Cosmogony and the Ritual Practice of Time and Space

Not much detailed data of the postclassic Yucatec cosmogony are available. The exact locations of creation and the site of the New Year ceremonies are not known so that a symbolic ritual in this manner cannot be established. Neither do the ritual actors or the dates of creation correspond with the New Year festival. The ritual performers did not impersonate or imitate the creator deities in the New Year ritual.

An intimate relation of the creation story, cosmology and the calendar in postclassic Yucatan philosophy is narrated in The Books of Chilam Balam.^6 A story of a deluge introducing the present world era was recorded to have happened k’atun 11 Ajaw in The Chilam Balam books of Tiz- imin (Edmonson 1982: 40-41), Manl(Craine and Reindorp 1979: 118-119) and Chumayel (Roys 1933: 99-100).[1] [2]

The Book of Chilam Balam of Tizimin (Makemson 1951: 40; Edmonson 1982: 40-41, 45-48), of Mani (SoHs Acala 1949: 230-233; Crane and Reindorp 1979: 118-119) and of Chumayel (Roys 1933: 99-100; Edmonson 1986: 153-156), agree in the date and the destruction of the world by a great flood, which lead to the creation of the present world (Taube 1988: 135-136).[3] The deluge is considered in The Books of Chilam Balam as both the beginning and the end of the calendar cycle. The phrase lai hunyecil bin tz’ocebal u than katun, “that is a flood which will be the ending of the word of the katun” is expressed in the Tizimin (Edmonson 1982: 41) and in the Manirelated with a cycle of 18 four hundred years (uaxaclahun tuc bak u haabil), which was in the 17th count according to Taube “..., evidently a Mayan version of the eleventh hour” (Taube 1988: 148-149).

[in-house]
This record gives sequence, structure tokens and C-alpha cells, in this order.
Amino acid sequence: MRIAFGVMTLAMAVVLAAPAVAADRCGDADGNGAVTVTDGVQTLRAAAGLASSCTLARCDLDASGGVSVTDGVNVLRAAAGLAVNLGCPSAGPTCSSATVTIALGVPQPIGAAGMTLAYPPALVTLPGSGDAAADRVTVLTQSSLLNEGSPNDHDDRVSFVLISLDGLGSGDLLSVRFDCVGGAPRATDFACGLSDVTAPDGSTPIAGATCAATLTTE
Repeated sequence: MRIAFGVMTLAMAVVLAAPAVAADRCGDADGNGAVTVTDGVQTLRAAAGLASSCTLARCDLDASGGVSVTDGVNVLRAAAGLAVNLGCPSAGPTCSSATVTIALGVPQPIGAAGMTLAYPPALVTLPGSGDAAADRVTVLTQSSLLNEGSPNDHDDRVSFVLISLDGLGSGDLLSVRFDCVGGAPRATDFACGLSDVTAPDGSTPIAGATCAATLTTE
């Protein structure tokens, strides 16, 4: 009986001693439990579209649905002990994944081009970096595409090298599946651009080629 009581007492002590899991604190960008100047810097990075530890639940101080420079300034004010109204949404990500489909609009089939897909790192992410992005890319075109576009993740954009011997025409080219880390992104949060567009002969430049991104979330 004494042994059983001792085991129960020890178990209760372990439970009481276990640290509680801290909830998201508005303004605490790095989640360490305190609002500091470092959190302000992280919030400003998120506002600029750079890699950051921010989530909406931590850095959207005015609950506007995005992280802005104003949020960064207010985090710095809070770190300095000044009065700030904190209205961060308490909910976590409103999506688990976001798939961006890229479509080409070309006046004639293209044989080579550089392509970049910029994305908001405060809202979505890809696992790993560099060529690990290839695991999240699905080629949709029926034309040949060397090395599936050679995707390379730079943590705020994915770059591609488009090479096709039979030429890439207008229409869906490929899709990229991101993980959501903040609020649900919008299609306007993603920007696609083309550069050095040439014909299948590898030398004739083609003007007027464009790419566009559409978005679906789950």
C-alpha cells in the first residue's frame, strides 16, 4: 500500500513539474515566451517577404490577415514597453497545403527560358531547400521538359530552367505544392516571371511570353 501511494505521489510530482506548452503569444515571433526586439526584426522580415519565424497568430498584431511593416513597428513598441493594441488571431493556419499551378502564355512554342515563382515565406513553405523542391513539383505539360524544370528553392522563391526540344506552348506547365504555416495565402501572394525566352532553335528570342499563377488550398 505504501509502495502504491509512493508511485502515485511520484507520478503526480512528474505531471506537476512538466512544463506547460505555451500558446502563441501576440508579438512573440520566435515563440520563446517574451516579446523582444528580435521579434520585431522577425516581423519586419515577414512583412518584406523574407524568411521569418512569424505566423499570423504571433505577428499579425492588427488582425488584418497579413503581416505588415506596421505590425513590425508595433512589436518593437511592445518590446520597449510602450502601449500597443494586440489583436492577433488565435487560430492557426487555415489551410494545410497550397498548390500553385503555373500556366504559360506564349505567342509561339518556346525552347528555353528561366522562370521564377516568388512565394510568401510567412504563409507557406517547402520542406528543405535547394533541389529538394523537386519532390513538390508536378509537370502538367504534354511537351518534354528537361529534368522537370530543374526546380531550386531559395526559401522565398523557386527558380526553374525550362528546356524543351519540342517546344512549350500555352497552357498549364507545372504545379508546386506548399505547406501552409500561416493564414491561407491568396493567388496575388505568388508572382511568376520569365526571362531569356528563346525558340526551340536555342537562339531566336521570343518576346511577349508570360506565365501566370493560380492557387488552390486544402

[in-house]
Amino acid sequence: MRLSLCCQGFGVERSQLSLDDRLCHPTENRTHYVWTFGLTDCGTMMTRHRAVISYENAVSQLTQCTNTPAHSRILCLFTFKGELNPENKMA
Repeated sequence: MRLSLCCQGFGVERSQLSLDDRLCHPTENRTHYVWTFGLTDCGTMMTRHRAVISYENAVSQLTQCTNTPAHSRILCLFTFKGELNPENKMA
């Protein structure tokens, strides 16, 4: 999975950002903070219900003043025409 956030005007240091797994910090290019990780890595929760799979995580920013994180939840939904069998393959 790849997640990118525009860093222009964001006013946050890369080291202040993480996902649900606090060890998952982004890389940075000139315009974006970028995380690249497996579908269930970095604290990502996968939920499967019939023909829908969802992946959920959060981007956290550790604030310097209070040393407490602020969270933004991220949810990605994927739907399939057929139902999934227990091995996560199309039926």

The Bacabs were active in the annihilation of the former world era and the creation of the present world. They caused the flood and later set up the four trees of abundance at the four cardinal directions (Roys 1933: 98107). After the flood the creation was completed with five trees being erected at the four cardinal directions and in the centre, as told by The Books of Chilam Balam. The trees are described as the sign (chicul) of the destruction of the preceding world (haycabit). In the accounts of Maniand the Chumayel the trees were associated with the Bacabs. They, as Sky Bearers, are supporting the world after the flood destroyed the previous world (Roys 1933: 99-100; Taube 1988: 138; 142-143). The contemporary Ch’orti’ creation story, reflect this theme, by the story of the four ?anhel who caused a flood by shaking the beams which supported heaven at the four cardinal points of the world (Fought 1972: 377-378; Taube 1988: 138).

The k’atun terminates on the day Ajaw and begins on the day Imix of the 260-day calendar. In the Chilam Balam books of Tizimin and Mani, the cosmogonic flood event occurred in Katun 13 Ahaw, the last k’atun of the Short Count calendar. The trees erected after the deluge are designated as Imix Che (Imix trees), which presumably refers to the first day of a new k’atun cycle (Taube 1989: 9; 1995: 72). The Chumayel relates that the four Bacabs created the fourth world. These four deities placed a world tree associated with a colour and a perching bird in each of the four cardinal directions. A great tree was also erected in the centre. The plate of the k’atun was set up and the Piltec tree was erected in each of the cardinal directions. Ah Uuc Cheknal fertilised the earth represented by Itzam Cab